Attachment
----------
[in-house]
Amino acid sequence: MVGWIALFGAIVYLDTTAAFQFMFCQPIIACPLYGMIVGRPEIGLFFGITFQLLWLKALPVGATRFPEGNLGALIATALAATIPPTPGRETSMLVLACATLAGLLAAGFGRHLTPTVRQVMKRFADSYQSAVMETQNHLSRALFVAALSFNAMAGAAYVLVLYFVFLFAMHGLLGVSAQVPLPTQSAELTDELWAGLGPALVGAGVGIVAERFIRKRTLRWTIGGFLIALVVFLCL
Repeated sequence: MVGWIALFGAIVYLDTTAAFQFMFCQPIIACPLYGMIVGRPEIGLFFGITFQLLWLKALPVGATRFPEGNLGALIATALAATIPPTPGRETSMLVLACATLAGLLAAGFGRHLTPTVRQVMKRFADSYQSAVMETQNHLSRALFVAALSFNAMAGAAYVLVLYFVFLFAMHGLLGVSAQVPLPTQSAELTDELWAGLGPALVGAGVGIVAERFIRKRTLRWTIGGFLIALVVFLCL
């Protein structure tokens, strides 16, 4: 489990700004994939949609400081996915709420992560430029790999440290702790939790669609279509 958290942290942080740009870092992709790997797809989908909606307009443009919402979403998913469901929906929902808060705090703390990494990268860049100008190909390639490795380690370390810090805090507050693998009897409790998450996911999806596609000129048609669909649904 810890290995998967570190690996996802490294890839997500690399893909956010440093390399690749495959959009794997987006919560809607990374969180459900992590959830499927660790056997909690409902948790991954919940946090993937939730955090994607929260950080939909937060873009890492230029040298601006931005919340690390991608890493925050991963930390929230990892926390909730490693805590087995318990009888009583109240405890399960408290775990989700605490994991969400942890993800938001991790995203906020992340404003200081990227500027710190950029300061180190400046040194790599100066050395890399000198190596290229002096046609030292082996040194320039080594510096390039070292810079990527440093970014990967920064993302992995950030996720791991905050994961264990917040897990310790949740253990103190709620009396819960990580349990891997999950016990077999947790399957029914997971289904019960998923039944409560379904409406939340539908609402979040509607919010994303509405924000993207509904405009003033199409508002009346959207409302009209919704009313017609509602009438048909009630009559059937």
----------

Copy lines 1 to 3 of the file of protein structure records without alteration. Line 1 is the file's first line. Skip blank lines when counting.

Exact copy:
[in-house]
Amino acid sequence: MVGWIALFGAIVYLDTTAAFQFMFCQPIIACPLYGMIVGRPEIGLFFGITFQLLWLKALPVGATRFPEGNLGALIATALAATIPPTPGRETSMLVLACATLAGLLAAGFGRHLTPTVRQVMKRFADSYQSAVMETQNHLSRALFVAALSFNAMAGAAYVLVLYFVFLFAMHGLLGVSAQVPLPTQSAELTDELWAGLGPALVGAGVGIVAERFIRKRTLRWTIGGFLIALVVFLCL
Repeated sequence: MVGWIALFGAIVYLDTTAAFQFMFCQPIIACPLYGMIVGRPEIGLFFGITFQLLWLKALPVGATRFPEGNLGALIATALAATIPPTPGRETSMLVLACATLAGLLAAGFGRHLTPTVRQVMKRFADSYQSAVMETQNHLSRALFVAALSFNAMAGAAYVLVLYFVFLFAMHGLLGVSAQVPLPTQSAELTDELWAGLGPALVGAGVGIVAERFIRKRTLRWTIGGFLIALVVFLCL